Vodafone invests €20 million to advance digital skills and education across 13 European countries and Turkey

Demand for digital skills already outstrips the supply of available talent, despite high levels of youth unemployment and the ability for young people in Europe to move easily across the EU in search of work

The EU Digital Skills and Job Coalition reports that 37% of EU workers have insufficient digital skills and there are clear signs that the digital skills gap is widening. By 2020, there could be almost 500,000 unfilled digital technology jobs in Europe.

Vodafone Foundation announced an investment of €20 million for funding initiatives on digital skills and education programs.

Countries such as Albania, Czech Republic, Germany, Greece, Hungary, Ireland, Italy, Luxembourg, Netherlands, Portugal, Romania, Spain, Turkey, and the UK will receive the funding on digitaI skills, Vodafone said. This investment is expected to reach 16 million learners by 2025.

The programs, delivered in partnership with charities and NGOs, will enable people to develop their knowledge and skills in using digital technologies.

Nick Read, CEO of Vodafone Group said: “Vodafone is proud to support the critical development of digital skills and education in the communities we serve through our expertise in connectivity and technology.”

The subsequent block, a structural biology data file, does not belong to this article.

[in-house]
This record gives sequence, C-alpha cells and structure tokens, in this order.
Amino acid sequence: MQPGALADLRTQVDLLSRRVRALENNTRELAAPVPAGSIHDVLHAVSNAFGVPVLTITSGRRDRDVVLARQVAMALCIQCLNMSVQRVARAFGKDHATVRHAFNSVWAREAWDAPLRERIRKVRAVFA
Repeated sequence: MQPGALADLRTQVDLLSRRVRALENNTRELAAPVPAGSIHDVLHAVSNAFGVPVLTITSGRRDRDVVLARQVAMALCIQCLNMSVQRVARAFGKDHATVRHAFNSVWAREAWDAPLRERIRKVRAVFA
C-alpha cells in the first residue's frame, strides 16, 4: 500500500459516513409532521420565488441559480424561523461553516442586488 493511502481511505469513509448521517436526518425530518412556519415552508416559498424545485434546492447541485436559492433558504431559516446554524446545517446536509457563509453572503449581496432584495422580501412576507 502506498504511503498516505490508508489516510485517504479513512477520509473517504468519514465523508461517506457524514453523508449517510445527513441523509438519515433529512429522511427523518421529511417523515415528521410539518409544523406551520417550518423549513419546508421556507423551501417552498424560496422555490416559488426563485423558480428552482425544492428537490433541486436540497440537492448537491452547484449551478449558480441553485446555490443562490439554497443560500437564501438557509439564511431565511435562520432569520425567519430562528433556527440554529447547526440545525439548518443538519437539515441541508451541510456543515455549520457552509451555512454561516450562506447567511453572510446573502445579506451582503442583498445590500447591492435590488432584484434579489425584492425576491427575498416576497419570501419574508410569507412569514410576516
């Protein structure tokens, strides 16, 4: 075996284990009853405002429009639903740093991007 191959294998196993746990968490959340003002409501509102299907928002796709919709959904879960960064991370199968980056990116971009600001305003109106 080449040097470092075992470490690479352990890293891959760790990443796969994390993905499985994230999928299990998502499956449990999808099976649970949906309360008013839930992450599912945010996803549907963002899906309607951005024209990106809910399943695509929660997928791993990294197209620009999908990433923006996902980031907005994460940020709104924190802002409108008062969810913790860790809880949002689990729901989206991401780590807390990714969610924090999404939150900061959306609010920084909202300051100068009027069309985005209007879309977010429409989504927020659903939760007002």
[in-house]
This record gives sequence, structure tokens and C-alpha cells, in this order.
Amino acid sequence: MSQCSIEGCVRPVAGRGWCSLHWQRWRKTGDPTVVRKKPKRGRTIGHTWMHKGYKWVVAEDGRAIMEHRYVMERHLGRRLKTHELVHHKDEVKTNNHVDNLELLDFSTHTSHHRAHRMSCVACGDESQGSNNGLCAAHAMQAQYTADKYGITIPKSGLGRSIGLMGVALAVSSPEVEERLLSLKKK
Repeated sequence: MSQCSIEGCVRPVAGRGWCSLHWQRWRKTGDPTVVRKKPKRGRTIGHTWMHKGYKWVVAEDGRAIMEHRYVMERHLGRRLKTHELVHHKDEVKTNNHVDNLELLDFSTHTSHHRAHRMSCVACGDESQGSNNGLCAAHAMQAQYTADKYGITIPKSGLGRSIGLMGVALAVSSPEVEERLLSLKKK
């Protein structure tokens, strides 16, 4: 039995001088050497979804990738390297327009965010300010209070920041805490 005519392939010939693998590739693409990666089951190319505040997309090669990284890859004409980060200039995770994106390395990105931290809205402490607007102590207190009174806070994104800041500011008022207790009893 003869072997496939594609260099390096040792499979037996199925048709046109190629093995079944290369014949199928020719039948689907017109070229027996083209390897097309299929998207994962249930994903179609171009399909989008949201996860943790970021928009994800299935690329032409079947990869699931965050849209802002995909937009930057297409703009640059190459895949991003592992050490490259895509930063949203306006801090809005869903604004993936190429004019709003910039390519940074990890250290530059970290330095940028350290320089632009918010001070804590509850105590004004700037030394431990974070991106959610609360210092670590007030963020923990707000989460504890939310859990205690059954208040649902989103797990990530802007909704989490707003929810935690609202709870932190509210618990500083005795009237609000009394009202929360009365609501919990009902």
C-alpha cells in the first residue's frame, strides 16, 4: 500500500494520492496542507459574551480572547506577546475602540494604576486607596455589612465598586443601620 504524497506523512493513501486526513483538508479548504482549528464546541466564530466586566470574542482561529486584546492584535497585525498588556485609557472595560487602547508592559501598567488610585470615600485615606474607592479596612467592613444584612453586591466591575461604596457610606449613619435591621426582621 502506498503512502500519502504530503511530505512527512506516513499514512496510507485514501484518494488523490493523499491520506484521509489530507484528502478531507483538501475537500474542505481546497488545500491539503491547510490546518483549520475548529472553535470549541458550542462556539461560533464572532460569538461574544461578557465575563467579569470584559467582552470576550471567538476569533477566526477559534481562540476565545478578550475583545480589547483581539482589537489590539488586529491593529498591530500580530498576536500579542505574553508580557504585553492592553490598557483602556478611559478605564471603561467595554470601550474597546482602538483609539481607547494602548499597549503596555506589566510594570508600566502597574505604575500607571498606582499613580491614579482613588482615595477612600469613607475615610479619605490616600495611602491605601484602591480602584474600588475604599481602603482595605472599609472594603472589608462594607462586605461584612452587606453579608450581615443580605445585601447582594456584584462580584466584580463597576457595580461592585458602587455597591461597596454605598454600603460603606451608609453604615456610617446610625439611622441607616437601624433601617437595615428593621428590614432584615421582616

The €20 million investment will be spread over the next five years. This is in addition to the estimated €150 million of in-kind donations from Vodafone Group to a range of COVID-19-related initiatives, and a €10 million investment from Vodafone Foundation in the emergency phase of the COVID-19 response in 2020.

Vodafone Foundation is working to close the digitaI skills gap by investing in programs for primary and secondary learners which combine face-to-face training and digital platforms to upskill students and teachers.

For example:

DigiCraft (Spain): a project-based digital skills learning platform for primary students that supported 93,000 unique users between March and July 2020, following COVID-related school closures.

Generation Next (Greece, Albania): combines STEM workshops and digital learning materials to help improve digitaI skills for over 61,000 teenagers to date. The ambition is to reach one million learners through the platform by 2025.

Coding for Tomorrow (Germany): teaches children and teens from grades one to 10, and their teachers, about how to use digital technologies in an independent, critical and creative way. Through project days, workshops and training courses for teachers, Coding for Tomorrow has reached 119,500 students and teachers to date.

School in a Box (Romania): live in 50 rural schools, the program combines an e-learning platform and the Vodafone Foundation’s Instant Classroom ‘School in a Box’ technology (tablets, laptops and Internet connectivity), to help students and teachers develop their digitaI skills.

Digital School (Hungary): a digital learning program focused on boosting digital knowledge and competencies for underprivileged young people, delivered through digital devices for students and e-learning courses for teachers. The program also offers teacher training for college students, a knowledge sharing platform, and an App library with over 200 free educational applications for smartphones and tablets. The program has benefitted 49,000 students and teachers to date.

Online Masters (Netherlands): a free interactive program, which has reached more than 450,000 young people aged 10-14 years with information about the digital world, creative skills, staying safe and acting responsibly online.


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